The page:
Rajnish Shankhdhar, Amity Lucknow: The Imbroglio of International Business in Land Locked Nations


International Business in land locked nations is not as smooth as it seems, it can suffer from the pressure of a higher rate logistics as compared to other non landlocked nations, The article explores the plight of complexities involve in International business with the land locked nations because these nations have to depend on the neighboring nations for international trade and tariff. As per the study of the international institutions like WTO and the World bank such nations loose their sovereign control on the cross border transportation of goods and hence have to undergo higher transport rates imposed or bargained by adjoining nations who have greater access to sea ports and international air flights. In recent years these countries had to submissively comply with the border charges and transit regulations of the adjoining bigger nations to maintain a regular cross border supply of basic necessities.


The concept of land lock nations refer to countries which have neighboring nations bordering on all sides of their national border providing no access to sea that is the national borders being substantially covered by the geographical parameters of the adjoining neighboring nation.

According to the CIA World Factbook, there are 44 countries that are landlocked. In simplest terms, this means that these countries are devoid of coastline. This status is critical for many nations because it prevents unfettered access to the open ocean which, in turn, allows for trade with most of the countries in the world. Goods produced in a country without access to open water, for example, must always be transported through another country before traveling to their destination and this still to date remains the most critical issue for their economic development in global trade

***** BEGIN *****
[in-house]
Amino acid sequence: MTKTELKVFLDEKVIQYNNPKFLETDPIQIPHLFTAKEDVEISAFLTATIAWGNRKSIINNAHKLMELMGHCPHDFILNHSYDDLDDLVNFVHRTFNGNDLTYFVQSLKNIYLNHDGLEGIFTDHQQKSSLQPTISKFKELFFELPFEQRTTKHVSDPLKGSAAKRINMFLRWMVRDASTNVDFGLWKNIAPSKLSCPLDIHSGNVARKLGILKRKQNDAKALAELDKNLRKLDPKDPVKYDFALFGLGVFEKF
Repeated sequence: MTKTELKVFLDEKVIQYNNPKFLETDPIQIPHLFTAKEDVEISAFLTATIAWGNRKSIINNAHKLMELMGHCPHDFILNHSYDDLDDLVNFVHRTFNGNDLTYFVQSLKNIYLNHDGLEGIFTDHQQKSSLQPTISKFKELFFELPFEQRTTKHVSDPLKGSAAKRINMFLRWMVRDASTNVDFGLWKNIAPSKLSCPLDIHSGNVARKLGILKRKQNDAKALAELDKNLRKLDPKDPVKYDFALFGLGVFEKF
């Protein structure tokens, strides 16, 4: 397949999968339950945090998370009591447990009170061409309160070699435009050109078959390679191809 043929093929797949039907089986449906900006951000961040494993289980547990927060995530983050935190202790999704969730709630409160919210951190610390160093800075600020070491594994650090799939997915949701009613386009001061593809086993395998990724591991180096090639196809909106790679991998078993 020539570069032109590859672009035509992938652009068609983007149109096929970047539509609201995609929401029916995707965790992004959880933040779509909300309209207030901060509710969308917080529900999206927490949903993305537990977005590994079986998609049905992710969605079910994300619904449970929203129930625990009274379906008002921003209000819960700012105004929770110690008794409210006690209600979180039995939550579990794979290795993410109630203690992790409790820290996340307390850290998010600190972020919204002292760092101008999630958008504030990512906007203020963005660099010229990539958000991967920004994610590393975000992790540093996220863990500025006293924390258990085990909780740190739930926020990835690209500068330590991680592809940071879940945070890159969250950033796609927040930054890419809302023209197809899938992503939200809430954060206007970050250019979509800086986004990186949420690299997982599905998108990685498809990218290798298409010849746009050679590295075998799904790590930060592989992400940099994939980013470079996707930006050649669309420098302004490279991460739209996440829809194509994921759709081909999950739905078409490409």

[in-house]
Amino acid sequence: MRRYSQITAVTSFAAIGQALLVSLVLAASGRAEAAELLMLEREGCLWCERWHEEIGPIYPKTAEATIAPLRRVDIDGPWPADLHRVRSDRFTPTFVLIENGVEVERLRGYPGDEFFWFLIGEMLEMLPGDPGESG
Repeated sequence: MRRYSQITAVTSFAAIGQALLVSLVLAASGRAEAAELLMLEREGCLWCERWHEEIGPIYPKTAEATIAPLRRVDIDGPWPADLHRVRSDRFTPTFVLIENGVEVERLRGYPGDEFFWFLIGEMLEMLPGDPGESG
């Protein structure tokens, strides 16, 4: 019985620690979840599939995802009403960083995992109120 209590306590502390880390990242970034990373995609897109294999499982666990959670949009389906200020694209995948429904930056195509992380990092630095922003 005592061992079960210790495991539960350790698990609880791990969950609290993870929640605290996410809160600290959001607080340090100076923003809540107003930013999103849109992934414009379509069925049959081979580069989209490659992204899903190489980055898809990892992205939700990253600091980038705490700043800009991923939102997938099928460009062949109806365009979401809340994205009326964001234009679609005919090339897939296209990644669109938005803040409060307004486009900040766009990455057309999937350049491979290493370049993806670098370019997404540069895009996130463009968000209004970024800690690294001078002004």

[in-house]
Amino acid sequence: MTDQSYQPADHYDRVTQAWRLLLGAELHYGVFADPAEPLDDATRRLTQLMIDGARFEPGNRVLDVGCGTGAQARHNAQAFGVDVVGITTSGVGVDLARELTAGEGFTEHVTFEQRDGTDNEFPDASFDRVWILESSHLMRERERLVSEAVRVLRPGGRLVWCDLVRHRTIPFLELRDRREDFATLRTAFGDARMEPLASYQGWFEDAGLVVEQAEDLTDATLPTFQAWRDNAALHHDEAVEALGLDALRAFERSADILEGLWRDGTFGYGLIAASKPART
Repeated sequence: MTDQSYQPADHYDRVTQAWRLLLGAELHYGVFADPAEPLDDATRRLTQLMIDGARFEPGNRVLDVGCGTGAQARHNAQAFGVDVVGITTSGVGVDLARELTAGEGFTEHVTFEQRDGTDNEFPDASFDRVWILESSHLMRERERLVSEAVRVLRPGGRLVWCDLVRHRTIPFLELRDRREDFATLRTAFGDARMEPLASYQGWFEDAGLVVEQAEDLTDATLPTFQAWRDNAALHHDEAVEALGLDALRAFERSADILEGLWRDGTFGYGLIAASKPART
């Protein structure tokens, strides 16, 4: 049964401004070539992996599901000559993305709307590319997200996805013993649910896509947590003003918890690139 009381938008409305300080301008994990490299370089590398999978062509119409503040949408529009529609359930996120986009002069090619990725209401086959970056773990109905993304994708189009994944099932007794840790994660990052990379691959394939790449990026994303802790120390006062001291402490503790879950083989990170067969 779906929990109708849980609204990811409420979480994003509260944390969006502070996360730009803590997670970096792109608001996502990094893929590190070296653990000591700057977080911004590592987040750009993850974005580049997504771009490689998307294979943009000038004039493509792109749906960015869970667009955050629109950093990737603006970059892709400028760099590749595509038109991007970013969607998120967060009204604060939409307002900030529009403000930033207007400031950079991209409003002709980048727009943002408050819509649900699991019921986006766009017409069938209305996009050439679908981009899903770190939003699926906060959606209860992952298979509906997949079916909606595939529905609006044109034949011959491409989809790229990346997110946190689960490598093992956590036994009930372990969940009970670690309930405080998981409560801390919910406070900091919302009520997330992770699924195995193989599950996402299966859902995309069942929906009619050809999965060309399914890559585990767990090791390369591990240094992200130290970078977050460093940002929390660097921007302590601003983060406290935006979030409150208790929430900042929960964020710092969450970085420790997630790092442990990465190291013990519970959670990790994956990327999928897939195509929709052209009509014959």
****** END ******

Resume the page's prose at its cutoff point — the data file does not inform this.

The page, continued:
Few countries in the world are also double land locked, which means that they are surrounded only by other landlocked countries for example Lichtenstein and Uzbekistan. The largest landlocked country is Kazakhstan.

“The United Nation has an Office of the High Representative for the Landlocked Developing Countries and Small Island Developing States (UN-OHRLLS). It mainly holds the view that high transport costs due to distance and terrain result in the erosion of competitive edge for exports for landlocked countries. In addition, it recognizes the constraints on landlocked countries to be mainly physical, as lack of direct access to the sea, isolation from world markets and high transit costs remain substantially high due to physical distance.” 

An Inside look.

The question that comes into consideration is how possibly the rates are impacted upon? what are the WTO considerations to avoid such nations tariff volatility ? .and that whether these countries can actually use their landlocked location to their own favor ?

If we consider the case of land locked nations and their keenness to actively participate in international trade, the most important issue that comes is the degree of dependency of a country on the bordering nations for mutual trade, this dependency is not only in trading issues it can also decisively connect the overall national alliance and may result into an economic integration to benefit collectively towards the whole region, a slight uncertainty can cause severe gridlock, for example a change in the Indian democracy can also more or less effect Nepalese trade decision making prospects

“Landlocked Developing Countries (LLDCs) face many common challenges in relation to trade. Lacking territorial access to the sea and often contending with a difficult topography and harsh climate, resulting into a high trade costs is the most common. The geographic challenges to trade are often heightened by poor infrastructure, inefficient logistics system and weak institutions, driving up transaction costs.

 Low product diversification, a greater concentration of commodity-based exports and complex procedural obstacles to trade add further layers of difficulty for LLDCs to integrate into the world trade system.” Surprisingly today none of the land locked nations have a sound financial system or a global stock exchange inviting international institutional investors.